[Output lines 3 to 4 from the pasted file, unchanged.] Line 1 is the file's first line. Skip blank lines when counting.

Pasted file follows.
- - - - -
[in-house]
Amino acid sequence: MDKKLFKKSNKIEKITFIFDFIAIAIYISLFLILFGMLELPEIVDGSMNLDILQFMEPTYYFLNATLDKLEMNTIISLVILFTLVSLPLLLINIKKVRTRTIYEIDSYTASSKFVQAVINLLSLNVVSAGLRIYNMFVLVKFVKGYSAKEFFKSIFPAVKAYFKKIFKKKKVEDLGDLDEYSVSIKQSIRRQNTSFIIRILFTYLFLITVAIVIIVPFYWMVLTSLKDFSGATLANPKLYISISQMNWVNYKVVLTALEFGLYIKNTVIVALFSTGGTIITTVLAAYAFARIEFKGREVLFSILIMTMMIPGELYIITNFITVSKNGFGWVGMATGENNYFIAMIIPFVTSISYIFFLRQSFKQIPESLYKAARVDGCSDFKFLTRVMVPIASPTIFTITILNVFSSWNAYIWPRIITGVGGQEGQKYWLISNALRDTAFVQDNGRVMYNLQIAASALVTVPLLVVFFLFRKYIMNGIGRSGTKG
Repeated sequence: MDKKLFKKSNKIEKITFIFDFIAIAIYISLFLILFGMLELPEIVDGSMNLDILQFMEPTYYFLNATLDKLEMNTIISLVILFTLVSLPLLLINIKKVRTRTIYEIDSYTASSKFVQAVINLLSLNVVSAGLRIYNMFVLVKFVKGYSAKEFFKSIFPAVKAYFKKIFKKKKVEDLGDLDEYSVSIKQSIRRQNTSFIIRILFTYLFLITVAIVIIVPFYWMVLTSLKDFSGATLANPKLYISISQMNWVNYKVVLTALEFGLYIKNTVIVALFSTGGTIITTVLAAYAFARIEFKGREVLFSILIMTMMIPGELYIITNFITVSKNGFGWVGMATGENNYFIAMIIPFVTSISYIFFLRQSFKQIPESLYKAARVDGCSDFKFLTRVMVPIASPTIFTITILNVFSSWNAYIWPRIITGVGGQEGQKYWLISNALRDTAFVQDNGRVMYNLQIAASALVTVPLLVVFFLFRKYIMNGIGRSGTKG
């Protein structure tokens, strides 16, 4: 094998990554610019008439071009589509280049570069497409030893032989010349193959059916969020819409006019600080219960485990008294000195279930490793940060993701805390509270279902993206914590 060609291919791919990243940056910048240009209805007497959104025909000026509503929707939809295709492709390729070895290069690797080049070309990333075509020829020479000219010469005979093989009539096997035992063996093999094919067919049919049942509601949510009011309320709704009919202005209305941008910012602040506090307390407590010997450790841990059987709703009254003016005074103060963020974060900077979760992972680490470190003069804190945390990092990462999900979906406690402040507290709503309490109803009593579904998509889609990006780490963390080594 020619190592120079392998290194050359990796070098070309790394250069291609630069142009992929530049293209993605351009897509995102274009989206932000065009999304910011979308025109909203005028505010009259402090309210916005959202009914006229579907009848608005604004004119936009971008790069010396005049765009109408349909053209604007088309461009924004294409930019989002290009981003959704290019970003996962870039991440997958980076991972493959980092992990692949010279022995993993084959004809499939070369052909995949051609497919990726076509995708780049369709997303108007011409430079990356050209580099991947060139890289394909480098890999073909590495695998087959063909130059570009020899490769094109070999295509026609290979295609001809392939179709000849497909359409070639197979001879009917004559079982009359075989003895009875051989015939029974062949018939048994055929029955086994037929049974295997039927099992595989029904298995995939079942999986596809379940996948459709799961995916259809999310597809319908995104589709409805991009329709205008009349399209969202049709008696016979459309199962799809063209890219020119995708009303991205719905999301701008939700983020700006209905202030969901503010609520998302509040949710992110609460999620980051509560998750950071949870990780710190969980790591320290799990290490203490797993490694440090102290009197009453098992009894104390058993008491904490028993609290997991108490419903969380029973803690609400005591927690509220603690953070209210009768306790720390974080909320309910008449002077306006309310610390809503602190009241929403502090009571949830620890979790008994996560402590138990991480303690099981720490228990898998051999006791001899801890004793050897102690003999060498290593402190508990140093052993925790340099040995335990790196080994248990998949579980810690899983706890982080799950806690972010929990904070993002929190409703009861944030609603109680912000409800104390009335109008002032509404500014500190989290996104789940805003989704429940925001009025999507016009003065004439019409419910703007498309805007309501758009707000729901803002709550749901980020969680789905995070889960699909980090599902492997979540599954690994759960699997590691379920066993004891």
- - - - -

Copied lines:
Repeated sequence: MDKKLFKKSNKIEKITFIFDFIAIAIYISLFLILFGMLELPEIVDGSMNLDILQFMEPTYYFLNATLDKLEMNTIISLVILFTLVSLPLLLINIKKVRTRTIYEIDSYTASSKFVQAVINLLSLNVVSAGLRIYNMFVLVKFVKGYSAKEFFKSIFPAVKAYFKKIFKKKKVEDLGDLDEYSVSIKQSIRRQNTSFIIRILFTYLFLITVAIVIIVPFYWMVLTSLKDFSGATLANPKLYISISQMNWVNYKVVLTALEFGLYIKNTVIVALFSTGGTIITTVLAAYAFARIEFKGREVLFSILIMTMMIPGELYIITNFITVSKNGFGWVGMATGENNYFIAMIIPFVTSISYIFFLRQSFKQIPESLYKAARVDGCSDFKFLTRVMVPIASPTIFTITILNVFSSWNAYIWPRIITGVGGQEGQKYWLISNALRDTAFVQDNGRVMYNLQIAASALVTVPLLVVFFLFRKYIMNGIGRSGTKG
């Protein structure tokens, strides 16, 4: 094998990554610019008439071009589509280049570069497409030893032989010349193959059916969020819409006019600080219960485990008294000195279930490793940060993701805390509270279902993206914590 060609291919791919990243940056910048240009209805007497959104025909000026509503929707939809295709492709390729070895290069690797080049070309990333075509020829020479000219010469005979093989009539096997035992063996093999094919067919049919049942509601949510009011309320709704009919202005209305941008910012602040506090307390407590010997450790841990059987709703009254003016005074103060963020974060900077979760992972680490470190003069804190945390990092990462999900979906406690402040507290709503309490109803009593579904998509889609990006780490963390080594 020619190592120079392998290194050359990796070098070309790394250069291609630069142009992929530049293209993605351009897509995102274009989206932000065009999304910011979308025109909203005028505010009259402090309210916005959202009914006229579907009848608005604004004119936009971008790069010396005049765009109408349909053209604007088309461009924004294409930019989002290009981003959704290019970003996962870039991440997958980076991972493959980092992990692949010279022995993993084959004809499939070369052909995949051609497919990726076509995708780049369709997303108007011409430079990356050209580099991947060139890289394909480098890999073909590495695998087959063909130059570009020899490769094109070999295509026609290979295609001809392939179709000849497909359409070639197979001879009917004559079982009359075989003895009875051989015939029974062949018939048994055929029955086994037929049974295997039927099992595989029904298995995939079942999986596809379940996948459709799961995916259809999310597809319908995104589709409805991009329709205008009349399209969202049709008696016979459309199962799809063209890219020119995708009303991205719905999301701008939700983020700006209905202030969901503010609520998302509040949710992110609460999620980051509560998750950071949870990780710190969980790591320290799990290490203490797993490694440090102290009197009453098992009894104390058993008491904490028993609290997991108490419903969380029973803690609400005591927690509220603690953070209210009768306790720390974080909320309910008449002077306006309310610390809503602190009241929403502090009571949830620890979790008994996560402590138990991480303690099981720490228990898998051999006791001899801890004793050897102690003999060498290593402190508990140093052993925790340099040995335990790196080994248990998949579980810690899983706890982080799950806690972010929990904070993002929190409703009861944030609603109680912000409800104390009335109008002032509404500014500190989290996104789940805003989704429940925001009025999507016009003065004439019409419910703007498309805007309501758009707000729901803002709550749901980020969680789905995070889960699909980090599902492997979540599954690994759960699997590691379920066993004891």